The labrum is a layer of cartilage that is attached around the rim of the glenoid socket. It adds depth (up to 50%) to the shallow socket and serves as an attachment point for the capsule and ligaments that provide stability. At the top of the labrum is the attachment of the biceps tendon origin. The labrum, therefore, has important functions in maintaining the athletic use of the shoulder.
Labral tears are common as we get older. The primary functions of the labrum to provide stability and serve as an origin for the biceps tendon are more important for athletic endeavors such as throwing, lifting, and overhead use. Tears in older individuals are usually asymptomatic and can be managed without surgery.
Types of Labral Tears
The most common type of labral tear is the SLAP tear. SLAP stands for "superior labrum from anterior to posterior". This top portion of the labrum is where the biceps tendon originates. A forceful pull of the biceps can cause the labrum to tear or pull away from the bone. This can occur from a fall with the arm outstretched, repetitive overhead use, heavy lifting or a sudden jerk on the arm. There are multiple patterns of a SLAP tear that have been described.
The decision to surgically repair a SLAP tear should be made with caution. Many tears are degenerative (occur with normal aging) and are not the source of pain. Smaller tears may not be symptomatic. Patients who do not require heavy overhead use of the arm or do not throw with the arm can often live with a tear. Conservative treatment with rest, medications, injections and therapy may be helpful. In higher demand individuals, surgical repair is indicated. This can be performed arthroscopically. In young athletes, the labrum is reattached to the bone using suture anchors. A small plastic or absorbable screw-like device is inserted into the bone. Attached to the anchor are the sutures that are passed around the torn labrum cartilage and tied. With the labrum securely attached to the bone, it will heal in most cases. The success for repairing SLAP tears diminishes with increased age. Older patients heal better if the biceps tendon is detached from the superior labrum and reattached further down the arm. This is called a biceps tenodesis.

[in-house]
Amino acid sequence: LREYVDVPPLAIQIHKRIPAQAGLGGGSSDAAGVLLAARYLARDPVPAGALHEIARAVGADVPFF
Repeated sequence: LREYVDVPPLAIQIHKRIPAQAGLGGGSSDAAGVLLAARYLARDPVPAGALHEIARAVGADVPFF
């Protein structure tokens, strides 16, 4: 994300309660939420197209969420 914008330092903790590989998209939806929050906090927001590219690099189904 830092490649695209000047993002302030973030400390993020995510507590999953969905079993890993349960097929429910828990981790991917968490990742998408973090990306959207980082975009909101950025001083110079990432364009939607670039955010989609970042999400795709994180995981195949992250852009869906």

Anterior labral tears
Tears of the labrum in the front of the shoulder are often due to instability. If the shoulder dislocates, the humeral head is displaced over the rim of the glenoid socket. This can cause a tear of the labrum as the head translates forward. This type of tear has been called a Bankart tear. Smaller tears may heal without causing further instability. However, larger tears and younger athletic individuals have a high risk for recurrent shoulder dislocations. These tears are discussed on the shoulder instability page. .
Posterior labral tears
Tears of the labrum in the back of the shoulder (posterior) are often due to either a posterior shoulder dislocation (reverse Bankart tear) or a force on the arm pushing the shoulder backwards. Football lineman can develop posterior labral tears from blocking with the arms extended. The humeral head is pushed backward against the labrum and results in a tear. Posterior tears can also be due to arthritis. Shoulder arthritis often develops in the posterior aspect. As a result of the joint wear, the labrum can tear. These tears do not require surgical repair.
Treatment of labral tears
The treatment of labral tears has undergone significant changes since they were first recognized about 30 years ago. Initially, some surgeons felt that the labrum was not important and it was frequently excised. Arthroscopic methods to repair the labrum were invented and surgical success was soon achieved, especially in appropriately selected patients. As with any new treatment, the initial indications for repair were much greater than realistic. We now understand that many labral tears should not be repaired. Unfortunately, many surgeons are not trained on the appropriate indications for repair. A recent study demonstrated that new orthopedic surgeons had a 3 times greater incidence of performing SLAP repairs than would be indicated in the literature. Many of these were on middle age and elderly patients. There is an old adage that when you have a hammer, everything looks like a nail. It is important that an experienced shoulder surgeon does a careful history and physical exam to determine if a torn labrum should be repaired.
Key points for the treatment of labral tears
1. The labrum is an important structure for shoulder stability and the origin of the biceps tendon.
2. Symptomatic labral tears are typically seen in younger athletic individuals.
3. Tears in older individuals are usually degenerative and can be frequently be managed without surgery.
4. The arthroscopic repair of a torn labrum has become easier and therefore many repairs are being performed unnecessarily.
5. It is important to obtain a careful history and physical examination to determine if a torn labrum is the cause of the shoulder pain. The experience of a shoulder specialist, such as Dr. Payne, can help determine which tears should be repaired.
Repair of a SLAP tear
The aqua colored suture has been passed
around the torn labrum on both sides
of the biceps tendon and securely tied.
The anchor is buried in the bone of the
glenoid and not seen.